Q. We know you follow fashion; you're into interior design; you like visual art. Obviously beauty is important to you, the esthetic. How do you think the emphasis, if there's too much emphasis on beauty in the promotion of women's tennis and talent and skill gets short shrifted compared to the glamour?
VENUS WILLIAMS: No, I don't think so, because if you don't have any talent or skill you're not going to get noticed. First of all, you have to play well. I definitely would focus on the aesthetic. I'm definitely into aesthetic value in terms of presentation, but beauty is in the eye of the beholder.

Q. What challenge do the elements hold? Windy tonight.
VENUS WILLIAMS: The other day I played it was hot. Tonight the wind in the stadium is so much different going from a practice court to the stadium. The wind is actually windier. Did I say that right? Real windy, much windy, whatever, in the stadium. It's intense play to play in Arthur Ashe. You have to just focus on the ball.

Q. If you were in charge of tennis, you could change any rule you'd like or add a new rule, what might you like to change about the rules of the game?
VENUS WILLIAMS: I would be against the rule for anyone named Williams to lose. That's very selfish (laughter). I haven't really thought about that really. I think tennis is going in a nice direction. I would just love for young people to continue to be involved, because that's the future of our sport. So, yeah, probably that.

Q. I understand you're pursuing a degree in business administration at Indiana University. What has that experience been like for you?
VENUS WILLIAMS: Well, I have no life, but it's made me a better boss and it's made me more aware of how I can make better business decisions. I've had to take classes, too, that I didn't think I'd be interested in or that I was interested in that I didn't like at all. I have to say accounting almost killed me. I'm telling you, it messed my vision up. Now I'm not an accountant but I'm okay.

Q. What do you think about the WTC's program and what it's doing for women?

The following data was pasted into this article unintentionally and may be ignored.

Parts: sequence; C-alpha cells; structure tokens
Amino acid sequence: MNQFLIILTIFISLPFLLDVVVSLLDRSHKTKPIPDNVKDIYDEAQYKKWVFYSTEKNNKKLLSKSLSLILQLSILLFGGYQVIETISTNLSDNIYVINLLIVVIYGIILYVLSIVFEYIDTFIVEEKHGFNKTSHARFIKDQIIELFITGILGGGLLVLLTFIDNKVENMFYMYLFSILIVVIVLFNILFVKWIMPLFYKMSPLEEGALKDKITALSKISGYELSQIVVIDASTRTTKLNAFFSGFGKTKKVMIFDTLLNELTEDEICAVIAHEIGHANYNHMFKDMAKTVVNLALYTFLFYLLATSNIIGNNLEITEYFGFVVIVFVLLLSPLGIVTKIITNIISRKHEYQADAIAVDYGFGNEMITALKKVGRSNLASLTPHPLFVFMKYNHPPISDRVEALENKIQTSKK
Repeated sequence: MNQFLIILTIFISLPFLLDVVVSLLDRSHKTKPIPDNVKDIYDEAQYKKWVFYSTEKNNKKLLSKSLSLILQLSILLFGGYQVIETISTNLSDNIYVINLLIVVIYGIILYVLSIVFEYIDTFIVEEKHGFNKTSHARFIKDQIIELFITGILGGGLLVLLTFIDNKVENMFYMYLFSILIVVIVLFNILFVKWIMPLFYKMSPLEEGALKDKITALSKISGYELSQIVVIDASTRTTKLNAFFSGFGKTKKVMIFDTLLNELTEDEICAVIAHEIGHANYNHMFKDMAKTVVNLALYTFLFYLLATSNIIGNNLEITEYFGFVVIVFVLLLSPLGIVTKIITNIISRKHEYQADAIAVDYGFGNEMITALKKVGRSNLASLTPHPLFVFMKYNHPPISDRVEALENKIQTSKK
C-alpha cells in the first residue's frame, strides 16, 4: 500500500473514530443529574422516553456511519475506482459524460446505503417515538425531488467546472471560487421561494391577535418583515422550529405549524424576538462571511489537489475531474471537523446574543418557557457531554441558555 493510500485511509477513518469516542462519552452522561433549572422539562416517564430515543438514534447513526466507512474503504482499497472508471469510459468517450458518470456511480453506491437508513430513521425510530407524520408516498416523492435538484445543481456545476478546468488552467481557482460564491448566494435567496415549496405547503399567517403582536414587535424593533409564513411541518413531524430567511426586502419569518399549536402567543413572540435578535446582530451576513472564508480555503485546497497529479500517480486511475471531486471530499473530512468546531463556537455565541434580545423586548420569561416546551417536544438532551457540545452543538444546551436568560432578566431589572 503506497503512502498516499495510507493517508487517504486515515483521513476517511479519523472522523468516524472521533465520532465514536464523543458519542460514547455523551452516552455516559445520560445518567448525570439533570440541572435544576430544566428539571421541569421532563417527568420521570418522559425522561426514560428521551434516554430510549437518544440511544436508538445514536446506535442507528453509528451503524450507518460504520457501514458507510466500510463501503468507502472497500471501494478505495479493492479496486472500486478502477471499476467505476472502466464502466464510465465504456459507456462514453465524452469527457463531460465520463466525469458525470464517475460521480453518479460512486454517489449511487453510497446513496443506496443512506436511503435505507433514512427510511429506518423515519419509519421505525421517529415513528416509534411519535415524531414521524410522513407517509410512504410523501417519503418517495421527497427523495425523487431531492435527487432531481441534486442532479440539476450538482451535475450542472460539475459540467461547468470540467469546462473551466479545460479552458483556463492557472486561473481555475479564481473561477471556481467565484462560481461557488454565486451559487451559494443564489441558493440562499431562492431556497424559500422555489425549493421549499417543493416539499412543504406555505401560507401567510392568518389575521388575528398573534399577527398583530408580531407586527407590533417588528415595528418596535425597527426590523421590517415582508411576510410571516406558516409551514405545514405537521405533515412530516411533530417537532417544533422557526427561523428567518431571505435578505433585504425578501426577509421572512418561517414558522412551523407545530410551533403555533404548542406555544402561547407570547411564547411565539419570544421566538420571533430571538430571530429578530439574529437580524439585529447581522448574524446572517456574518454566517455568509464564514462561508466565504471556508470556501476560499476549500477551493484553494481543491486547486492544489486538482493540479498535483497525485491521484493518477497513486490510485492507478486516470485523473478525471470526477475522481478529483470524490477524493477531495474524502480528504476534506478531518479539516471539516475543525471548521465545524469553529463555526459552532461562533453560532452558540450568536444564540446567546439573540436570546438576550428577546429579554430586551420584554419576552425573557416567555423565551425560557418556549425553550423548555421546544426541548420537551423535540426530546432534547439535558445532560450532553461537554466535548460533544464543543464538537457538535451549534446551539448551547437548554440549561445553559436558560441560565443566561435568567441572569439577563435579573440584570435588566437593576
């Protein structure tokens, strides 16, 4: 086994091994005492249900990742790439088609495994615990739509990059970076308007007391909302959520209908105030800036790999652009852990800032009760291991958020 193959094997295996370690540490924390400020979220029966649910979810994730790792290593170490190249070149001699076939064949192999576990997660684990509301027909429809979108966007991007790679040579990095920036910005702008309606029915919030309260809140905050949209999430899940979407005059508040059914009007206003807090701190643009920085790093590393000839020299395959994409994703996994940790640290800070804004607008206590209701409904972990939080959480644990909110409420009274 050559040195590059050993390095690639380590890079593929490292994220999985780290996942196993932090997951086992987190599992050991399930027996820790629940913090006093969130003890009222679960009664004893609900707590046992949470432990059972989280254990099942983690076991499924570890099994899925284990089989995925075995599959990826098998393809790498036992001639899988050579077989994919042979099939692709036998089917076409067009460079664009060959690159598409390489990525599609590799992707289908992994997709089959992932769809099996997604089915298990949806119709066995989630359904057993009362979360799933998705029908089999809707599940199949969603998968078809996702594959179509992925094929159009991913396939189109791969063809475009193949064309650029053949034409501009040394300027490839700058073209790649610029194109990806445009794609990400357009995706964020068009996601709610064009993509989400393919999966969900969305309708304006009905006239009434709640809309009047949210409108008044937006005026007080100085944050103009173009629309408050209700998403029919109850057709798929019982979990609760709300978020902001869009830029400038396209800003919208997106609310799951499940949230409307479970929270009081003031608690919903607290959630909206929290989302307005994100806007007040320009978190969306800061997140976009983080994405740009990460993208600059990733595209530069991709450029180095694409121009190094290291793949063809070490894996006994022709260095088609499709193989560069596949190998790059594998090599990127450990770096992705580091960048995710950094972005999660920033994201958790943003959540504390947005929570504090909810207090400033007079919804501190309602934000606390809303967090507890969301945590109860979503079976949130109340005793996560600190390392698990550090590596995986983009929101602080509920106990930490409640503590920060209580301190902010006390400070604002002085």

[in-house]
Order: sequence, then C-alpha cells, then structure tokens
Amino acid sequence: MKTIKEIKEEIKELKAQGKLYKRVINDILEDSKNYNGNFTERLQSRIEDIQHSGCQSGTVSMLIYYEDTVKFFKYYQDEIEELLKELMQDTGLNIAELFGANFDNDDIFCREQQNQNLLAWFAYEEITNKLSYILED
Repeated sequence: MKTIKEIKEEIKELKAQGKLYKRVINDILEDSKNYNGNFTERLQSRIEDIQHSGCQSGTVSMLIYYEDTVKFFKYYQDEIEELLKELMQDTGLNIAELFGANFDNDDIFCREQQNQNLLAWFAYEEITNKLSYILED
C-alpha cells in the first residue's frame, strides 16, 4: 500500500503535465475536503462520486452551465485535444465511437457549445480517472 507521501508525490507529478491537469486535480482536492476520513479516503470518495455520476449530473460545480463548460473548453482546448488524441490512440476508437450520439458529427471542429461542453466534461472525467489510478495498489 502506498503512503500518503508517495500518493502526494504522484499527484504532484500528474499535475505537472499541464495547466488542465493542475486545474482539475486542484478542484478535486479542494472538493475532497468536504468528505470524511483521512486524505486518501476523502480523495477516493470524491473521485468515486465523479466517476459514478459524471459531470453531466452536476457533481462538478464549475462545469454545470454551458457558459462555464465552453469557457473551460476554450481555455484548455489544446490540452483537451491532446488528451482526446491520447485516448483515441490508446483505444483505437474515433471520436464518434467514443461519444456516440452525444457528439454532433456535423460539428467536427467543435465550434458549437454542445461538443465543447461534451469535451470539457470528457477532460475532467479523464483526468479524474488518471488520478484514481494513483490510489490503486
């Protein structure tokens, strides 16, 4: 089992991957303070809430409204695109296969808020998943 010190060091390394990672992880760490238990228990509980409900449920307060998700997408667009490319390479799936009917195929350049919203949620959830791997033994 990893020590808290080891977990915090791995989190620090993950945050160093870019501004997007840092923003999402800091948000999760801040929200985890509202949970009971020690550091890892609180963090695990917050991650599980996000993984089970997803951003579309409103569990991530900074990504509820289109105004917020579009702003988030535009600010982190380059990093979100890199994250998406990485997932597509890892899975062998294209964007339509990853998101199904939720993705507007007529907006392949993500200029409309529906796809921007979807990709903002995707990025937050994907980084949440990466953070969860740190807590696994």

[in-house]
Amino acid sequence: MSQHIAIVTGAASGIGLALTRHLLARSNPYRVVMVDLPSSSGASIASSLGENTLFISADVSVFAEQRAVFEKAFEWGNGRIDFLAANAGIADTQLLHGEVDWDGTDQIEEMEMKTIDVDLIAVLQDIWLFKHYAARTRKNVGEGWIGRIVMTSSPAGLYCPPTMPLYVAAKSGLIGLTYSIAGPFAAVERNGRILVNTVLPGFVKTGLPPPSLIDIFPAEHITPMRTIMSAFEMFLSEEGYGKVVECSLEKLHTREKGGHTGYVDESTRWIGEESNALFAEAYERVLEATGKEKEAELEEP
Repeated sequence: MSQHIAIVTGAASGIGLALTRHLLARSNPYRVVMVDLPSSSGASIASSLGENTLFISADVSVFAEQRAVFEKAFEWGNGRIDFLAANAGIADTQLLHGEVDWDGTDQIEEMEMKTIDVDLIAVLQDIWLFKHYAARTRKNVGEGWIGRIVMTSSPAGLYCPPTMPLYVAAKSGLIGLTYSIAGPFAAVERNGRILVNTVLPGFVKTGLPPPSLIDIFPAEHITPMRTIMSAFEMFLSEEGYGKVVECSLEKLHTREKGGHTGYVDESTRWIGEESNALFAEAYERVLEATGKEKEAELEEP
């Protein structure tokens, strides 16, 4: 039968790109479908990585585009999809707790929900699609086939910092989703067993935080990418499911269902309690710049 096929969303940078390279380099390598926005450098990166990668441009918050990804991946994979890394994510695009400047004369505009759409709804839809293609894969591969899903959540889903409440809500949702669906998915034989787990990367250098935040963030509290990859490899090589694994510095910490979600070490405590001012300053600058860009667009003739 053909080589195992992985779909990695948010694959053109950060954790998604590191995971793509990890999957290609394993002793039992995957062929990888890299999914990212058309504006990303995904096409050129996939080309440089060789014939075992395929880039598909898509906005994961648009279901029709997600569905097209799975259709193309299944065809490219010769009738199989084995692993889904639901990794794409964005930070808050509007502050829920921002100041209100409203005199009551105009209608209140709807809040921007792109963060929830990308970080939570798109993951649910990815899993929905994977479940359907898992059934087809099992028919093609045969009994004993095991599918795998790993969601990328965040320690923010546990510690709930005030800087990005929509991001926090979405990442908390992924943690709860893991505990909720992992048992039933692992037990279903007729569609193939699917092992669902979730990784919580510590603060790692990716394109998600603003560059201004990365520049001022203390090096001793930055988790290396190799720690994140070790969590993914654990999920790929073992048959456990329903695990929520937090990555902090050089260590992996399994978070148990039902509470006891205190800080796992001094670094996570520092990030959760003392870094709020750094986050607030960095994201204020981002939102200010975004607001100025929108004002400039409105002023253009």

Q. The WTA, I'm sorry.
VENUS WILLIAMS: In terms of programs? There's a lot of players now pursuing degrees at Indiana University. It's a great school. You work extremely hard. You have to be focused, balanced. You have to balance your time so you don't get that F. I think it's important to explore yourself outside of tennis, because there's so much in life and it opens your eyes.

Q. You mentioned young people in the sport. There's been a lot of attention on CiCi Bellis here. What sort of advice would you give her on how to handle a big arrival into the sport?
VENUS WILLIAMS: I think just stay relaxed in the match obviously, because she can hit the ball. I haven't seen her play. If she won, she can hit the ball it seems like. That's great for women's tennis in terms of, you know, a great Fed Cup team. I hope she keeps playing well. She's so young, though, so sometimes it takes a little time. For her I would say to don't be in a rush, build a good team around you, family, positive people, whoever that is, and just continue to grow.

Q. Do you see yourself being a Fed Cup captain one day?
VENUS WILLIAMS: No. Huh-uh, no.

Q. Why?
VENUS WILLIAMS: Because it's not easy to deal with the players (laughter). It's hard to sit on the bench, and the players aren't doing anything. On the bench, you never miss. It would be tough. I don't think I could do it. But you never know. I would maybe do it if Serena and I were allowed to co-captain. That would be fun.